They spoke of Ireland, and expressed the hope that the Conservative Party would do nothing to hinder that great settlement which has done so much to increase American respect for England.
“We recognize over here,” said one, “that the Liberal Party, in going to the rescue of Belgium, sacrificed some of its greatest ideals on the altar of national righteousness. War must have been a bitter draught for Lloyd George. Your social programme will be checked for many years. But if the Conservatives attempt to spoil the Irish settlement, that will be worse than anything else. It will mean confusion for you at home and loss of reputation abroad.”
I spoke of what I had heard on this subject from Irish-Americans, and they confirmed everything recorded in my former article. The three great things, outside of increasing opportunities for intercourse, which have drawn modern America toward England, they told me, are the social legislation of the Liberal Party, the triumph of home rule, and England’s keeping her word to Belgium. By these three things, I was assured, the old animosities against England have been destroyed, and a spirit of enthusiasm for English ideals has been born among Americans.
I should like to say that, while many American women love England for the beauty and repose of her social life, and most eloquently base their affection on the assertion that blood is thicker than water, the men of America are sometimes inclined, and not unnaturally, to disapprove of this pleasing sentimentalism. I now begin to perceive that the men of America are not jealous of England’s social life, but anxious to put their friendship on a more substantial foundation.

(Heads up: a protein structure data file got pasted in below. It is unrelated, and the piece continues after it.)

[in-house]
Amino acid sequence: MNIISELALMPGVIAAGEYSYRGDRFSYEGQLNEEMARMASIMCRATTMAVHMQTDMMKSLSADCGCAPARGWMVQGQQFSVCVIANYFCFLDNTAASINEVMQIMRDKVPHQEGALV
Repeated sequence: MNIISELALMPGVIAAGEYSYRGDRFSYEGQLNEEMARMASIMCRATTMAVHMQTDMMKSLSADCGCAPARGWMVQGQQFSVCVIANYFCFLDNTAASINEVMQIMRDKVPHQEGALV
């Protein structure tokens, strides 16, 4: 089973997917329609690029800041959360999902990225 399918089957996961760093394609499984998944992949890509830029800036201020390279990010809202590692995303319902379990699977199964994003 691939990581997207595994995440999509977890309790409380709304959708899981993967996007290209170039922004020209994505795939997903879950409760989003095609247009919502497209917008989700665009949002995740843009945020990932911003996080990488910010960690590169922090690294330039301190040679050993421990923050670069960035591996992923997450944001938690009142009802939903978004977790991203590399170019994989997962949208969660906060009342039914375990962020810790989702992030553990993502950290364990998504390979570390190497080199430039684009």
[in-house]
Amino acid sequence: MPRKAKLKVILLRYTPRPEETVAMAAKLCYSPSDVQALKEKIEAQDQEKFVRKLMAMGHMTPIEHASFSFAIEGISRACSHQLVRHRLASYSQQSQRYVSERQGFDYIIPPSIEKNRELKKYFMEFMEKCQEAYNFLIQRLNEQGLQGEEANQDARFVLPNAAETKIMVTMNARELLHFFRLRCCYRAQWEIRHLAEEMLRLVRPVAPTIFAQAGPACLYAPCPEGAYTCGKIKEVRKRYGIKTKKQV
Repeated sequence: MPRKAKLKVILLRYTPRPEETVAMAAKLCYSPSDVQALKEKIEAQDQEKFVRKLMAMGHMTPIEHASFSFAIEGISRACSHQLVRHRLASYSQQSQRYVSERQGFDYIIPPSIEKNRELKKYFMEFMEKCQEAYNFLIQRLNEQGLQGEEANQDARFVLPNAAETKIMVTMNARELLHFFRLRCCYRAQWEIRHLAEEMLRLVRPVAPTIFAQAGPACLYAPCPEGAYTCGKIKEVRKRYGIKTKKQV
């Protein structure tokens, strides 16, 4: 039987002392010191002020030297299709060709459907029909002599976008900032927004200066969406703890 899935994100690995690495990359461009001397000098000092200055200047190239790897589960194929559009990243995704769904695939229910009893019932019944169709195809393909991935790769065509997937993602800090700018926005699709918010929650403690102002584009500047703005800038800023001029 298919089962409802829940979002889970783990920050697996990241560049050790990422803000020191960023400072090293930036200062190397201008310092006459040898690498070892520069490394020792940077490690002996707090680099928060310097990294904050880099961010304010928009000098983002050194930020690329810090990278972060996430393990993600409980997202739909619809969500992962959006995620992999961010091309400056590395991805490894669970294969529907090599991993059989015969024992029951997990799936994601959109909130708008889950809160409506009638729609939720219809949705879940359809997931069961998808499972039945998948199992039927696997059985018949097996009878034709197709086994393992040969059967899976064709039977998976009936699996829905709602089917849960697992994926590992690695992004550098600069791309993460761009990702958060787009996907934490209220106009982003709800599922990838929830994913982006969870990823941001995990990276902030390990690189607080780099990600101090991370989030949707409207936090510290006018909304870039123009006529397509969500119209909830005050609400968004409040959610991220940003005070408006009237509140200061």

Liberalism not only uplifts democracy; it establishes England in the affection of all vital democracies. If the Conservatives, so liberal and charming in their private lives, combine with the Liberals after this hideous war to reconstruct our national life and to consolidate the empire, how great will be the harvest reaped by our children!
It is in the high and lofty name of civilization that the American people are anxious to make friends with the people of Great Britain. We have both got something to live for greater than patriotism and imperialism, greater because it includes them both.
Until I came to America I had not the least idea of the depth of hatred which has existed among Irish-Americans toward England. Nothing that I ever encountered in Ireland itself is comparable with this transatlantic fury of unforgiving hate.
An Irishman who had held very high office in America, a well-educated, a kindly, and a judicious man, told me that when war with Germany was in the air he could not prevent himself from hailing this opportunity for declaring his hatred, his undying hatred, of England. His father had suffered frightfully in the great famine; every story he ever heard at his mother’s knee was a story of English tyranny, English brutality, English rapacity; England, for him, stood at the rack centre, the lustful and bestial slave driver, the cruel and merciless extortioner.